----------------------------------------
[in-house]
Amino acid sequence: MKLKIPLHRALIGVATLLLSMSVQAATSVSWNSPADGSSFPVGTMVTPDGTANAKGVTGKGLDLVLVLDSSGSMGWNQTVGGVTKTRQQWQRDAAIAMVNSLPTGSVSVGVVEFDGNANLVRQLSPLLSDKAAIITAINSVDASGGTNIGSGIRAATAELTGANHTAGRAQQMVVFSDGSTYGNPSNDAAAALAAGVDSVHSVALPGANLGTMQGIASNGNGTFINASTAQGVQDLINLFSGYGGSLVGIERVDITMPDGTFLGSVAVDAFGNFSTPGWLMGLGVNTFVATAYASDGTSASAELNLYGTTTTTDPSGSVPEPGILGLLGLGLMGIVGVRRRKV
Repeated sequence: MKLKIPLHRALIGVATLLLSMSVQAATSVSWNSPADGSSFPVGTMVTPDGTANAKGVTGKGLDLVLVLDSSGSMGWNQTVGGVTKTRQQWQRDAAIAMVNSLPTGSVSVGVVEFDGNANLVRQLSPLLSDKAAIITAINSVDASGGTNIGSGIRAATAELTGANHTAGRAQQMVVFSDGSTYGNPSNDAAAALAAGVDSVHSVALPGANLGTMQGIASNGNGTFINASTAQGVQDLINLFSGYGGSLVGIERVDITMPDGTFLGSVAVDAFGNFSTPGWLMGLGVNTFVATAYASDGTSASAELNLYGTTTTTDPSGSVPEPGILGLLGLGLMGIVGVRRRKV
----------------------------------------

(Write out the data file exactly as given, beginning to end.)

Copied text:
[in-house]
Amino acid sequence: MKLKIPLHRALIGVATLLLSMSVQAATSVSWNSPADGSSFPVGTMVTPDGTANAKGVTGKGLDLVLVLDSSGSMGWNQTVGGVTKTRQQWQRDAAIAMVNSLPTGSVSVGVVEFDGNANLVRQLSPLLSDKAAIITAINSVDASGGTNIGSGIRAATAELTGANHTAGRAQQMVVFSDGSTYGNPSNDAAAALAAGVDSVHSVALPGANLGTMQGIASNGNGTFINASTAQGVQDLINLFSGYGGSLVGIERVDITMPDGTFLGSVAVDAFGNFSTPGWLMGLGVNTFVATAYASDGTSASAELNLYGTTTTTDPSGSVPEPGILGLLGLGLMGIVGVRRRKV
Repeated sequence: MKLKIPLHRALIGVATLLLSMSVQAATSVSWNSPADGSSFPVGTMVTPDGTANAKGVTGKGLDLVLVLDSSGSMGWNQTVGGVTKTRQQWQRDAAIAMVNSLPTGSVSVGVVEFDGNANLVRQLSPLLSDKAAIITAINSVDASGGTNIGSGIRAATAELTGANHTAGRAQQMVVFSDGSTYGNPSNDAAAALAAGVDSVHSVALPGANLGTMQGIASNGNGTFINASTAQGVQDLINLFSGYGGSLVGIERVDITMPDGTFLGSVAVDAFGNFSTPGWLMGLGVNTFVATAYASDGTSASAELNLYGTTTTTDPSGSVPEPGILGLLGLGLMGIVGVRRRKV